Economic and Social Demography
© Ursula Deja / Fotolia.de
The Laboratory of Economic and Social Demography is concerned with social science perspectives on demographic behaviors. A multidisciplinary perspective from sociology, demography, and economics is taken to understand the causes and consequences of low fertility, the dynamics of partnerships, and the transformation of the human life-cycle induced by longer life and postponed transition to adulthood. We explore new models and measures, pay particular attention to the quality of demographic data, and strive for a sound theoretical underpinning of our ideas.
Nearly half the world’s population lives in countries with below-replacement fertility. A wide range of populations from
Apart from understanding fertility and partnership dynamics, the Laboratory also takes a more general perspective on the human life-course. As years are added to human longevity, which stages of life will lengthen? So far, early adulthood has extended as marriage, parenthood, and career security are delayed, whereas retirement has arrived earlier, not later. To what extent are these different shifts related? What are the consequences of increasing longevity for the entire life-cycle, including childhood, human capital formation, labor-force participation, retirement, fertility, and union formation and dissolution? What can optimization models tell us? What are the effects of aggregate economic constraints on optimizing life-cycle behavior with intergenerational transfers? Under what circumstances does age at retirement fall as longevity increases? More generally, which life-cycle changes are proportional and which are non-proportional to longevity changes?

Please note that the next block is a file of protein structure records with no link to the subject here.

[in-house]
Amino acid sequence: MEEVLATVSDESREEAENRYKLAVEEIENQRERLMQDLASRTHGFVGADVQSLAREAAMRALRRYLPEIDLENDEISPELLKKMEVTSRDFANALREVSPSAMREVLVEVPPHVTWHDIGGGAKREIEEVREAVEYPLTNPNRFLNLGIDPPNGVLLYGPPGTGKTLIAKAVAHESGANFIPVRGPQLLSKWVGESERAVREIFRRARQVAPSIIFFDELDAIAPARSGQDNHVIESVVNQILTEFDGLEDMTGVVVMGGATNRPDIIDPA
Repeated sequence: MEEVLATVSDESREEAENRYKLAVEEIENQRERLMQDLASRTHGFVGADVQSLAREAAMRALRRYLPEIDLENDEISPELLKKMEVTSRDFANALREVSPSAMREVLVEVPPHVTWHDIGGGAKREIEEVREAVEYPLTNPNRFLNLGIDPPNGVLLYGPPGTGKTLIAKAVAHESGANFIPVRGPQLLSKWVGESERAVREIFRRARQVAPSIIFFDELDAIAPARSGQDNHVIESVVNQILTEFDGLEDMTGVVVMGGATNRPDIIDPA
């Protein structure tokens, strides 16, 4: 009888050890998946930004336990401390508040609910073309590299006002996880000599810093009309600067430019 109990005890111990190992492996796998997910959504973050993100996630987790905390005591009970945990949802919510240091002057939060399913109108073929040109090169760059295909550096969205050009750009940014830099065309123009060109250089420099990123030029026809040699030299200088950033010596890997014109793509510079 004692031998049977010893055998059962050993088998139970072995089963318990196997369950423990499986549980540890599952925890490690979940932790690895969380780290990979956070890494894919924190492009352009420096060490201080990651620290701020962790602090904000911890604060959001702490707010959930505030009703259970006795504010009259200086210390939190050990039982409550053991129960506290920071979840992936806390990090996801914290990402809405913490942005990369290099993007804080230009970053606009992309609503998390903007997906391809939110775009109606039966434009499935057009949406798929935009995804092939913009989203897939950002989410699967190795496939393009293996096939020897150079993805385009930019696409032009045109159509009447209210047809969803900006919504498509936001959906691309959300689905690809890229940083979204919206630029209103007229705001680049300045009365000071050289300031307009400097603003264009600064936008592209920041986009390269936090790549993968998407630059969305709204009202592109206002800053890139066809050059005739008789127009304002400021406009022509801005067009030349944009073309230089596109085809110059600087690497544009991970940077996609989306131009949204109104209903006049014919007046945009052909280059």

Family and Partnership in eastern and western Germany: Things staying different after all? (in German) - Familie und Partnerschaft in Ost- und Westdeutschland: Ähnlich und doch immer noch anders, Sonderheft ZfF, 12/2012, ISBN 978-3-8474-0041-7
Economic uncertainty and family dynamics in Europe, Demographic Research, Special Collection, 20 December 2012
Latest Press Release of the Laboratory
1.6 Children per Woman: For the first time, the Max Planck Institute for Demographic Research presents corrected birth rates that are considerably higher than the official figures. (02.09.2011)